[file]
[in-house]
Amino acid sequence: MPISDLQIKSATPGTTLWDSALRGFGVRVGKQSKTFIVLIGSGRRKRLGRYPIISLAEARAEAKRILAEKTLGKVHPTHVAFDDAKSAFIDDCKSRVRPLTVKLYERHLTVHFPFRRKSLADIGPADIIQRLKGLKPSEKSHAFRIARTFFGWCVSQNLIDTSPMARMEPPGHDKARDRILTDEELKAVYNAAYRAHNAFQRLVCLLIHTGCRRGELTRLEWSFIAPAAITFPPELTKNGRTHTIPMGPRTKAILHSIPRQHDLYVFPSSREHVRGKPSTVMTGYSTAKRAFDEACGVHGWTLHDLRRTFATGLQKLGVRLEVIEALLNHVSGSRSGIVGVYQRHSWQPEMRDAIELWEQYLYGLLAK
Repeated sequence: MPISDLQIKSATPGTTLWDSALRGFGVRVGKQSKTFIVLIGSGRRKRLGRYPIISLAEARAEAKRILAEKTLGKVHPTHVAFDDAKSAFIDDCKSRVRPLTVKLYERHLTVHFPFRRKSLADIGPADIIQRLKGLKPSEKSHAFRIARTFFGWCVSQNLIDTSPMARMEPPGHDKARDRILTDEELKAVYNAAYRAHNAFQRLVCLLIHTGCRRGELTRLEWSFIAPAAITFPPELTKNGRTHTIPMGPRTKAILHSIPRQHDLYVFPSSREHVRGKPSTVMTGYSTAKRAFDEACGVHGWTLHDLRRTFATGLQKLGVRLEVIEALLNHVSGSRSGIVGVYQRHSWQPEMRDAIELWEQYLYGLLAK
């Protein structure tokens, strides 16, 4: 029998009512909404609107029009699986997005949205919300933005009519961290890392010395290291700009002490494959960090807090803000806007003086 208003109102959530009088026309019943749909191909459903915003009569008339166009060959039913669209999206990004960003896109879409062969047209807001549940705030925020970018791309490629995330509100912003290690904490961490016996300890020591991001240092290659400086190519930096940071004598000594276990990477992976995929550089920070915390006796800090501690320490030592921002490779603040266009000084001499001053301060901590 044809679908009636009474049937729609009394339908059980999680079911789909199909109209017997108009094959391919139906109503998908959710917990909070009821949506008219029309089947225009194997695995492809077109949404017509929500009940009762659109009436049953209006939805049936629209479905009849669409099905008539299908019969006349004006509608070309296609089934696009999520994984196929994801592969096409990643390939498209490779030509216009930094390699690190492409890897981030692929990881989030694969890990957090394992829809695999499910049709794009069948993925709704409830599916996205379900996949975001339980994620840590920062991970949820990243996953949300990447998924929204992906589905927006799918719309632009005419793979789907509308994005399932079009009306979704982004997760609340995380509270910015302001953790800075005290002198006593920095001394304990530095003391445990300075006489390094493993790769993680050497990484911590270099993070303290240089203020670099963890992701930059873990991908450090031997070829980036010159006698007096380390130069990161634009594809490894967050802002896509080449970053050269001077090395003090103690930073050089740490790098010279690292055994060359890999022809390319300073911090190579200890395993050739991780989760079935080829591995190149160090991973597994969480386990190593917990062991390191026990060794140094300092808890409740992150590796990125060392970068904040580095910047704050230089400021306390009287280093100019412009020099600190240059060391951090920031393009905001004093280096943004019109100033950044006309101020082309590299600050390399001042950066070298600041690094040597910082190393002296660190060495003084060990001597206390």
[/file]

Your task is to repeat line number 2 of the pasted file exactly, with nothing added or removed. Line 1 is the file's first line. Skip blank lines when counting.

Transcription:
Amino acid sequence: MPISDLQIKSATPGTTLWDSALRGFGVRVGKQSKTFIVLIGSGRRKRLGRYPIISLAEARAEAKRILAEKTLGKVHPTHVAFDDAKSAFIDDCKSRVRPLTVKLYERHLTVHFPFRRKSLADIGPADIIQRLKGLKPSEKSHAFRIARTFFGWCVSQNLIDTSPMARMEPPGHDKARDRILTDEELKAVYNAAYRAHNAFQRLVCLLIHTGCRRGELTRLEWSFIAPAAITFPPELTKNGRTHTIPMGPRTKAILHSIPRQHDLYVFPSSREHVRGKPSTVMTGYSTAKRAFDEACGVHGWTLHDLRRTFATGLQKLGVRLEVIEALLNHVSGSRSGIVGVYQRHSWQPEMRDAIELWEQYLYGLLAK